Mary Bruce was the younger sister of Robert the Bruce, King of Scots. During the First War of Scottish Independence, she was captured by the English and imprisoned in a cage at Roxburgh Castle for about four years. She was the daughter of Robert de Brus, 6th Lord of Annandale, and Marjorie, Countess of Carrick.
Christina Bruce, also known as Christina de Brus, was a daughter of Marjorie, Countess of Carrick, and her husband, Robert de Brus, jure uxoris Earl of Carrick, as well as a sister of Robert the Bruce, King of Scots. It is presumed that she and her siblings were born at Turnberry Castle in Carrick.
Alexander of Argyll, also known as Alexander of Lorne, and Alexander MacDougall, was a Scottish magnate from the late 13th and early 14th century.
Nigel de Brus was a younger brother of King Robert I. Born at Carrick, Ayrshire, Scotland, he was a son of Robert de Brus, 6th Lord of Annandale and Margaret, Countess Of Carrick. He supported his older brother in the struggle for the crown of Scotland and fought in the Wars of Scottish Independence.
Alexander de Brus, Dean of Glasgow, was a younger brother of King Robert I of Scotland, who supported his brother in the struggle for the crown of Scotland. He was captured by forces at Loch Ryan, Galloway, Scotland and later executed as a traitor.
Dungal MacDouall was a fourteenth-century Scottish nobleman, and a member of the MacDouall family. He was a vigorous opponent of Robert I, King of Scotland during the First War of Scottish Independence, and was knighted by Edward I, King of England for his services to the English Crown. Dungal was a close associate of John MacDougall, Lord of Argyll, who he may have regarded as a kinsman. Dungal received grants of lands in England and Ireland after losing his own in Scotland. During his career, Dungal commanded Dumfries Castle and Rushen Castle, and is described by a contemporary record as "Captain of the army of Galloway". Dungal had a large family, and was succeeded by his son, Duncan.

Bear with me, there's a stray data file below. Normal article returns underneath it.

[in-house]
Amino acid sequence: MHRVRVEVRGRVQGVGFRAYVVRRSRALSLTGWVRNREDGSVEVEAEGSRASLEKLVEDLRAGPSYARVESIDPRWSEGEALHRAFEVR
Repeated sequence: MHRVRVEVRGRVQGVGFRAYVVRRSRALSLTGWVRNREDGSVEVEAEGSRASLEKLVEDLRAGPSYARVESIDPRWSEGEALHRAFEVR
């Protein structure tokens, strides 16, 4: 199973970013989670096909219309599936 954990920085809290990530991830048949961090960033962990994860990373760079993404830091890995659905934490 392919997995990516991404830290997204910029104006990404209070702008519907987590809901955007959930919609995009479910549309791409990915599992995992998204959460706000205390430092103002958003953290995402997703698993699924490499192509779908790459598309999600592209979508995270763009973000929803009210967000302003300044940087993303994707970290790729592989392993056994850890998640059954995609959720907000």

The Battle of Loch Ryan was a battle fought on 9/10 February 1307 during the Scottish Wars of Independence near Stranraer on Loch Ryan, Galloway, Scotland.
The Battle of Turnberry was a battle fought in February 1307 during the Scottish Wars of Independence near Turnberry, Ayrshire, Scotland.
Sir Christopher Seton (1278–1306), also known as Christopher de Seton, was a 13th-century noble, who held lands in England and Scotland. He was a supporter of Robert the Bruce and obtained Robert's sisters hand in marriage. Present during the killing of John Comyn, Lord of Badenoch at Greyfriars Church, Dumfries, he also killed Sir Robert Comyn, who had rushed to Badenoch's aid. Seton was captured at Loch Doon Castle and executed at Dumfries in 1306.
Malcolm MacQuillan was a 13th-14th century nobleman.
Events from the year 1307 in the Kingdom of Scotland.